James White, Detroit’s police chief, has blamed “human error” for the wrongful arrests. His officers, he said, relied too heavily on the leads the technology produced. It was their judgment that was flawed, not the machine’s.

The new policy, which is effective as of this month, is supposed to help with that. Under the new rules, the police can no longer show a person’s face to an eyewitness based solely on a facial recognition match.

“There has to be some kind of secondary corroborating evidence that’s unrelated before there’s enough justification to go to the lineup,” said Mr. Lamoreaux of Detroit’s crime intelligence unit. Police would need location information from a person’s phone, say, or DNA evidence — something more than a physical resemblance.

The department is also changing how it conducts photo lineups. It is adopting what is called a double-blind sequential, which is considered a fairer way to identify someone. Rather than presenting a “six-pack” to a witness, an officer — one who doesn’t know who the primary suspect is — presents the photos one at a time. And the lineup includes a different photo of the person from the one the facial recognition system surfaced.

The police will also need to disclose that a face search happened, as well as the quality of the image of the face being searched — How grainy was the surveillance camera? How visible is the suspect’s face? — because a poor quality image is less likely to produce reliable results. They will also have to reveal the age of the photo surfaced by the automated system, and whether there were other photos of the person in the database that did not show up as a match.

Franklin Hayes, Detroit’s deputy chief of police, said he was confident that the new practices would prevent future misidentifications.

“There’s still a few things that might slip up, for example, identical twins,” Mr. Hayes said. “We can never say never, but we feel that this is our best policy yet.”

Arun Ross, a computer science professor at Michigan State University who is an expert on facial recognition technology, said that Detroit’s policy was a great starting point and that other agencies should adopt it.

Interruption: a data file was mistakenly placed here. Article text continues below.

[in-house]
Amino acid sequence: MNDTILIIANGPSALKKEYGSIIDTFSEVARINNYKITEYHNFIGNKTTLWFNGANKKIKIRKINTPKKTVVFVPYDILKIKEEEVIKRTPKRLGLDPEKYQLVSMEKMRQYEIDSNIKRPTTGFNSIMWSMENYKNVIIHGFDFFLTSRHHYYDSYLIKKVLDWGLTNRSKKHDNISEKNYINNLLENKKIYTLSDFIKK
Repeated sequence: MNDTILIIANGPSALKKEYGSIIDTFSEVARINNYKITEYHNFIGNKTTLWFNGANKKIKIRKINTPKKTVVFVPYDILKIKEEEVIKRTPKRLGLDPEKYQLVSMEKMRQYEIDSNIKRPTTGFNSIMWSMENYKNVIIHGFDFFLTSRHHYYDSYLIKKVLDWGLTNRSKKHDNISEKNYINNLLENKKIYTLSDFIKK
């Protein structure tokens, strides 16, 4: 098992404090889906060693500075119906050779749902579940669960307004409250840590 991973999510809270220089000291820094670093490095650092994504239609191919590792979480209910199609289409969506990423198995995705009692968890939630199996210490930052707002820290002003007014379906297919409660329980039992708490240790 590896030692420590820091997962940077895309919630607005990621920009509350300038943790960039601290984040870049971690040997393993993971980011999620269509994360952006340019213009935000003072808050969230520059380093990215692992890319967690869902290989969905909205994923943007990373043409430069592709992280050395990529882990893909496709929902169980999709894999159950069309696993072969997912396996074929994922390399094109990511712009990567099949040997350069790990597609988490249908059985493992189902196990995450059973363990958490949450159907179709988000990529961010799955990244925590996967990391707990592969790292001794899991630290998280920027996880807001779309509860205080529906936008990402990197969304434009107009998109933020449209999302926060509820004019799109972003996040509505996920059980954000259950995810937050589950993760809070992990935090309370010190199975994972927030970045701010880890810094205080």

“We don’t want to trample on the rights and privacy of individuals, but we also don’t want crime to be rampant,” Mr. Ross said.

Eyewitness identification is a fraught endeavor, and the police have embraced cameras and facial recognition as more reliable tools than imperfect human memory.

Chief White told local lawmakers last year that facial recognition technology had helped “in getting 16 murderers off the street.” When asked for more information, Police Department officials did not provide details about those cases.

Instead, to demonstrate the department’s successes with the technology, police officials played a surveillance video of a man who splashed fuel inside a gas station and set it on fire. They said he had been identified with facial recognition technology and arrested that night. He later pleaded guilty.

Detroit’s Police Department is one of the few that keep tabs on its facial recognition searches, submitting weekly reports about its use to an oversight board. In past years, it has averaged more than 100 searches a year, with around half of those searches surfacing potential matches.

The department keeps track only of how often it gets a lead, not whether the lead pans out. But as part of its settlement with Mr. Williams — who also received $300,000, according to a police spokesperson — it has to conduct an audit of its facial recognition searches dating back to when it first started using the technology in 2017. If it identifies other cases in which people were arrested with little or no other supporting evidence beyond a face match, the department is supposed to alert the relevant prosecutor.

Molly Kleinman, the director of a technology research center at the University of Michigan, said the new protections sounded promising, but she remained skeptical.

“Detroit is an extraordinarily surveilled city. There are cameras everywhere,” she said. “If all of this surveillance technology really did what it claims to, Detroit would be one of the safest cities in the country.”

Willie Burton, a member of the Board of Police Commissioners, an oversight group that approved the new policies, described them as “a step in the right direction,” though he was still opposed to the use of facial recognition technology by the police.

“The technology is just not ready yet,” Mr. Burton said. “One false arrest is one too many, and to have three in Detroit should sound an alarm to discontinue it.”